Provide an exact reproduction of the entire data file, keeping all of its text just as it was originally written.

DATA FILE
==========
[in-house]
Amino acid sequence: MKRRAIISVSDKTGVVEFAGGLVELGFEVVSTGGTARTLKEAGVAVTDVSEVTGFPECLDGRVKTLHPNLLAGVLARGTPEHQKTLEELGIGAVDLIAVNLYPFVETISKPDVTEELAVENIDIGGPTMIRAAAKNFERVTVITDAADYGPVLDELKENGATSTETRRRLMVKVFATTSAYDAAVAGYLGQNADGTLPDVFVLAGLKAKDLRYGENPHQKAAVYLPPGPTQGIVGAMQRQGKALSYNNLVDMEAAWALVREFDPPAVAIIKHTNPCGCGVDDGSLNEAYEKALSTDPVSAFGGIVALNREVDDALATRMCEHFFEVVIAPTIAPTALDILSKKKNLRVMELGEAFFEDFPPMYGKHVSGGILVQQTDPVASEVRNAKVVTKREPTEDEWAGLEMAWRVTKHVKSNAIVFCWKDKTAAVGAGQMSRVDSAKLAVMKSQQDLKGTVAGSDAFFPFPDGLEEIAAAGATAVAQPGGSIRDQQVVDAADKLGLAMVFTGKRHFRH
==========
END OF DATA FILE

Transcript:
[in-house]
Amino acid sequence: MKRRAIISVSDKTGVVEFAGGLVELGFEVVSTGGTARTLKEAGVAVTDVSEVTGFPECLDGRVKTLHPNLLAGVLARGTPEHQKTLEELGIGAVDLIAVNLYPFVETISKPDVTEELAVENIDIGGPTMIRAAAKNFERVTVITDAADYGPVLDELKENGATSTETRRRLMVKVFATTSAYDAAVAGYLGQNADGTLPDVFVLAGLKAKDLRYGENPHQKAAVYLPPGPTQGIVGAMQRQGKALSYNNLVDMEAAWALVREFDPPAVAIIKHTNPCGCGVDDGSLNEAYEKALSTDPVSAFGGIVALNREVDDALATRMCEHFFEVVIAPTIAPTALDILSKKKNLRVMELGEAFFEDFPPMYGKHVSGGILVQQTDPVASEVRNAKVVTKREPTEDEWAGLEMAWRVTKHVKSNAIVFCWKDKTAAVGAGQMSRVDSAKLAVMKSQQDLKGTVAGSDAFFPFPDGLEEIAAAGATAVAQPGGSIRDQQVVDAADKLGLAMVFTGKRHFRH